The currency used in Belgium is the Euro which is made up of 100 Cent. Notes come in denominations of €100, €50, €20, €10 and €5 and the coins in use are €2, €1, 0.50C, 0.20C, 0.10C, 0.05C, 0.02C and 0.01C.
Money and travellers cheques can be changed either at the main tourist office or in any of the banks in Bruges. You will find automatic teller machines in the Markt and at numerous other points in the city center. They can be accessed by major credit cards, bank cards linked to the Cirrus and Plus networks, Eurocheque cards, and some can also be accessed by the major charge cards
Belgium's climate is a moderate one meaning that there are few extremes in temperature either in summer or winter in Bruges. It is worth remembering, however, that it does rain a lot and although there are more showers than downpours it is a good idea to bring rain gear when visiting. Temperatures are lowest in December and January, when they average 42°F, and highest in July and August, when they average 73°F.
For anyone from the U.S., Canada or the EU intending to visit Bruges on holiday, all that is required is a current passport. If you are a national of another country or intend staying on to study or work you are advised to contact the Belgian consulate in your area.
Bruges is one hour ahead of GMT and six hours ahead of US Eastern Standard Time.
The main tourist office is located near the main exit of the railway station at Burg 11 and provides general tourist information as well as hotel bookings. Telephone 00 32 50 448686 or email at email@example.com.
The telephone area code for Bruge is 050. If you are calling Bruges from outside Belgium place 00 before the area code, followed by 50. Public phones are found at the post office as well as on the street.
Because Bruges is not really the type of place to go looking for designer gear the best things to shop for while visiting are the local specialities. Lace is the first item on the shopping list and while the machine made variety is becoming increasingly more popular, the superior hand made variety can still be found. You just have to look. Other authentic and popular Belgian products which can be picked up are chocolates, cheeses and of course no trip would be complete without buying a sample or two of the local brews which include Straffe Hendrick, Brugse Tarwebier and Brugse Tripel.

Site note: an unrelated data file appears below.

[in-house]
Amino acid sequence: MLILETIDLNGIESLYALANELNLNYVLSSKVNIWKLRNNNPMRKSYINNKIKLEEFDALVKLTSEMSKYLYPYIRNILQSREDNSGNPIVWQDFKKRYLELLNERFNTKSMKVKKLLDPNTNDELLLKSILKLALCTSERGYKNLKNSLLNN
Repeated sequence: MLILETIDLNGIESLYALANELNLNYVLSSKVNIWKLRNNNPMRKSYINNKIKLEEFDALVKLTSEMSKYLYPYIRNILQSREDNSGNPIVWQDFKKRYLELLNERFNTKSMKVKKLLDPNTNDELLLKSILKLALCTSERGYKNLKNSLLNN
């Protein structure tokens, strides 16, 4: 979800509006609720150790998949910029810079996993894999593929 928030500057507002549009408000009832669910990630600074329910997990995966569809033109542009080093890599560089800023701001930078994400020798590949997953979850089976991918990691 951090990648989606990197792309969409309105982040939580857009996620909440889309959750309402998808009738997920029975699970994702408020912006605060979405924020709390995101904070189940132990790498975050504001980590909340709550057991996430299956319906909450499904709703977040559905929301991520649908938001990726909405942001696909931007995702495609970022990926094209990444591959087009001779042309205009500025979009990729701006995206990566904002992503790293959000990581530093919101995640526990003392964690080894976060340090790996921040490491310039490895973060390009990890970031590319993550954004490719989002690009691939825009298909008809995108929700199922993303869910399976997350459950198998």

If it is shopping of the classier variety that you are after,however, the more upmarket shops and boutiques can be found in the streets around the Markt and t Zand, including Geldmuntstraat, Noordzandstraat, Steenstraat, Zuidzandstraat, and Vlamingstraat. Most shops are open from Monday to Saturday from 9am to 6pm, with late-night shopping to 9pm on Friday. Many also open on Sunday, especially in summer.
Bruge's main post office is located at Markt 250 (tel. 050/36-85-97) and is open from Monday to Friday from 9am to 6pm. It also opens on Saturday from 9am to 3pm.
It is worth noting what the public holidays are before you travel to a country as the majority of businesses, banks and shops usually shut for the day. In Belgium they take place on January 1st, Easter Monday, May 1st, Ascension Thursday, the first Monday in June, July 21st, August 15th, November 1st and 11th and December 25th. It is a good idea to check the particular area too as certain towns and cities also shut down during special events.